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Shah MD, Conrad A, Ahmed A, Eski S, MacMillan C, Freeman JL. Decision Making for the Extent of Thyroidectomy in the Patient With Atypical Cytologic Results. Arch Otolaryngol Head Neck Surg. 2010;136(12):1177–1180. doi:10.1001/archoto.2010.207
To identify additional preoperative factors that could reliably be used to aid in determining the appropriate extent of thyroidectomy.
Retrospective chart review.
Tertiary care academic hospital.
Two hundred consecutively treated patients who underwent thyroid surgery after having a fine-needle aspiration biopsy procedure yielding a specimen that met the criteria for atypical cytologic features.
Main Outcome Measure
Final histopathologic diagnosis of malignant vs benign disease.
The final diagnosis was benign in 42.5% of patients and malignant in 57.5%. The presence of microcalcifications within the nodule on ultrasonography (US) was significantly associated with a higher risk of malignant disease (relative risk = 1.31, P = .04). When examined individually, age, sex, family history of thyroid malignant disease, exposure to head and neck irradiation, nodule size, rim enhancement on US, and intranodular vascularity on US were not significantly associated with an increased risk of malignant disease. Mulivariate stepwise logistic regression modeling was used to identify a model that could reliably predict a higher probability of malignant disease. The final model determined that patients with microcalcifications on US and a nodule of 2.0 cm or larger had a 74.3% risk of malignant disease vs a 47.5% risk in patients with no microcalcifications and a nodule smaller than 2.0 cm. This difference was statistically significant. When the predicted probabilities of malignant disease were compared with the observed probabilities, the goodness-of-fit test revealed no significant difference (P = .95).
Microcalcifications and nodule size can be used to risk-stratify patients with an atypical fine-needle aspiration biopsy result and aid in determining the appropriate extent of thyroidectomy.
A US study1 has suggested that the observed increasing incidence of well-differentiated thyroid carcinoma is largely secondary to improved and more widespread use of thyroid imaging techniques. The increasing number of patients diagnosed with thyroid nodules creates a challenge for physicians to determine the most appropriate management of these patients, given that most of their nodules exhibit benign disease.2 The management of thyroid nodules is guided by numerous factors including clinical criteria, findings on ultrasonography (US), and the results of fine-needle aspiration biopsy (FNAB), which is particularly useful in determining when surgery is required and the extent of surgery that is indicated.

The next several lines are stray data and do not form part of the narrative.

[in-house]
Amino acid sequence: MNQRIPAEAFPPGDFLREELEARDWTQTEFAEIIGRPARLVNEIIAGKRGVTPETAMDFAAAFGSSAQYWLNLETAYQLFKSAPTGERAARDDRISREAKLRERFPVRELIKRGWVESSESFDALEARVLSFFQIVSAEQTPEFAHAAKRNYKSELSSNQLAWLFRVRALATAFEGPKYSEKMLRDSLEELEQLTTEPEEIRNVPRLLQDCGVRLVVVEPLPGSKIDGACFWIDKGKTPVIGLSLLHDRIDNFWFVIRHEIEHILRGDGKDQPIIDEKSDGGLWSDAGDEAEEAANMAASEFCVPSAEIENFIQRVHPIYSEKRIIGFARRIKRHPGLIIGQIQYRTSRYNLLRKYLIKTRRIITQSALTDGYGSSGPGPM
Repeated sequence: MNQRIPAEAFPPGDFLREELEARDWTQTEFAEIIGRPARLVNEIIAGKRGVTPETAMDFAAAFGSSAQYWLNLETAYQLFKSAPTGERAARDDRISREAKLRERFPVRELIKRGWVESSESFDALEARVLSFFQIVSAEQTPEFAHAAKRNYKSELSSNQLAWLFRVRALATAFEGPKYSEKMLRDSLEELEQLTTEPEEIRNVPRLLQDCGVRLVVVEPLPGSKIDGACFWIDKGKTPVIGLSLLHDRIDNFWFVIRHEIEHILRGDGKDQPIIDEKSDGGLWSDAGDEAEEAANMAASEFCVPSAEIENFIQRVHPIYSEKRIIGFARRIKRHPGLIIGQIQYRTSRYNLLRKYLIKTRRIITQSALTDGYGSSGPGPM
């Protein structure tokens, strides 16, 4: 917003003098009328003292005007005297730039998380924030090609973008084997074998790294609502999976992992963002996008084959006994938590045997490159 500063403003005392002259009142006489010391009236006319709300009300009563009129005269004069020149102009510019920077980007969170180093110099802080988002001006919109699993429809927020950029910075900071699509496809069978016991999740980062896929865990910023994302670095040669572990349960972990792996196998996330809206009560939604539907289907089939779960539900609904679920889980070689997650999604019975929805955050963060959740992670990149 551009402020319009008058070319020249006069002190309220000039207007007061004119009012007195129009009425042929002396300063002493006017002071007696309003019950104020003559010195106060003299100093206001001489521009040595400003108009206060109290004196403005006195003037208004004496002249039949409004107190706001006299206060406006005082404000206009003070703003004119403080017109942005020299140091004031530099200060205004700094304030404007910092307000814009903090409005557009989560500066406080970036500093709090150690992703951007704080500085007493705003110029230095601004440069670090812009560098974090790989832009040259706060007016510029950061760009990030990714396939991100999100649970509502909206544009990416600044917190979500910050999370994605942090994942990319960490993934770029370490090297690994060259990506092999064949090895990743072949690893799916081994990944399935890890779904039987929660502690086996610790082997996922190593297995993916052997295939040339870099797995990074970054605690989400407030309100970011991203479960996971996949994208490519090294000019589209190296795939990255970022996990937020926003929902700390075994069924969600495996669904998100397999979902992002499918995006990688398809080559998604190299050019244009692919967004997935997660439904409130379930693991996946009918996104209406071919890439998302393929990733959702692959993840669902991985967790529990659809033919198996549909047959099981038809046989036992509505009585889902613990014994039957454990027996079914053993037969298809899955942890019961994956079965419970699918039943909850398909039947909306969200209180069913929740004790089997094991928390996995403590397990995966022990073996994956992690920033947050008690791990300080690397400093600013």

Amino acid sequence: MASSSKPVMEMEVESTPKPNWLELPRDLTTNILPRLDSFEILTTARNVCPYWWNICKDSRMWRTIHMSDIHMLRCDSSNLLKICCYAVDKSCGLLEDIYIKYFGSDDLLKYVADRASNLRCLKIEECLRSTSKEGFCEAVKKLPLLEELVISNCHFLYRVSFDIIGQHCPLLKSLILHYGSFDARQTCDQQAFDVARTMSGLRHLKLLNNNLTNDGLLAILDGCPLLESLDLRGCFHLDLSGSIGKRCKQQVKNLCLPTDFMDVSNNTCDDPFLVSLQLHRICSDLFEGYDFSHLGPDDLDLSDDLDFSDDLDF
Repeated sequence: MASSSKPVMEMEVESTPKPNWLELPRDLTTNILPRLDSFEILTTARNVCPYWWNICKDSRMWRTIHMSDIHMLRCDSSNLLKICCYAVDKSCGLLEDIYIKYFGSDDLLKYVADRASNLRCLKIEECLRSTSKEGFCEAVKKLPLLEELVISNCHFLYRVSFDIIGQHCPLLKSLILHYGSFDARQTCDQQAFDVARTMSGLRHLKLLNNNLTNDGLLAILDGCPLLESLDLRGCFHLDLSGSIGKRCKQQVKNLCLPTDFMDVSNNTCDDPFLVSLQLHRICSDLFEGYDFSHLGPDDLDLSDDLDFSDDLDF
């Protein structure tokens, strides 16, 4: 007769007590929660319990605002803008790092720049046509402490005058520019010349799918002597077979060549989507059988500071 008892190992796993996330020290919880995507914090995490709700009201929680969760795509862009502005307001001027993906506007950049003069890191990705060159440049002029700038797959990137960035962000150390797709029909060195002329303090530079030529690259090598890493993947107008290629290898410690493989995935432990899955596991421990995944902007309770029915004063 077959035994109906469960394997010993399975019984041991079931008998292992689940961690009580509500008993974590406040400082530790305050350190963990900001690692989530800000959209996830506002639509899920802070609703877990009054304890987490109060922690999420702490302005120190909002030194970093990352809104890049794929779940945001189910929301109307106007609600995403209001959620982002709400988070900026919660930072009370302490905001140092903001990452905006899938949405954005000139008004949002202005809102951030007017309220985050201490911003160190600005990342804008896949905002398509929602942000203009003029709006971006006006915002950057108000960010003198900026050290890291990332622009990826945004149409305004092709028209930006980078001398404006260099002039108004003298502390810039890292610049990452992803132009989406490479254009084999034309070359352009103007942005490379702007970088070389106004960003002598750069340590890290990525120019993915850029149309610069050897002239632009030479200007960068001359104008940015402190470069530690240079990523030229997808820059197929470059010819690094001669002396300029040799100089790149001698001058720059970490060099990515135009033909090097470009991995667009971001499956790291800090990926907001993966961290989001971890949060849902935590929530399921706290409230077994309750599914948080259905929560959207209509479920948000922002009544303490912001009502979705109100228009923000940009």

No universally accepted classification scheme for FNAB results exists, to our knowledge, although several have been proposed.3 Classically, FNAB results would be classified as benign, indeterminate, suspicious for malignancy, or malignant.2 In our institution, FNAB results are classified according to the number of cytologic features present that are characteristic of papillary thyroid carcinoma (PTC).4 The presence of 2 to 3 characteristic features is reported as “atypical,”5 a diagnosis that would traditionally be classified as indeterminate. In a previous study from our institution, the overall incidence of PTC with an atypical cytologic diagnosis was 56%.5 This creates a management dilemma when deciding on the extent of thyroidectomy to be offered to patients because nearly half will have nonmalignant disease. The objective of this study was to identify additional preoperative factors that reliably could be used to aid in determining the appropriate extent of thyroidectomy.
The Department of Pathology and Laboratory Medicine at Mount Sinai Hospital reviewed 14 477 thyroid FNAB specimens between January 1, 2005, and May 30, 2009. Of these, 6216 (42.9%) were insufficient or unsatisfactory for diagnosis. The remaining 8261 specimens were given the following diagnoses: benign neoplasm/inflammatory (7189 [87.0%]); normal (99 [1.2%]); atypical (583 [7.1%]); suspicious for malignancy (165 [2.0%]); and malignant (225 [2.7%]). A retrospective chart review was performed on consecutively treated patients whose FNAB specimen had been given a diagnosis of being atypical. Approval was obtained from the institutional ethics review board at Mount Sinai Hospital prior to proceeding with data collection or analysis.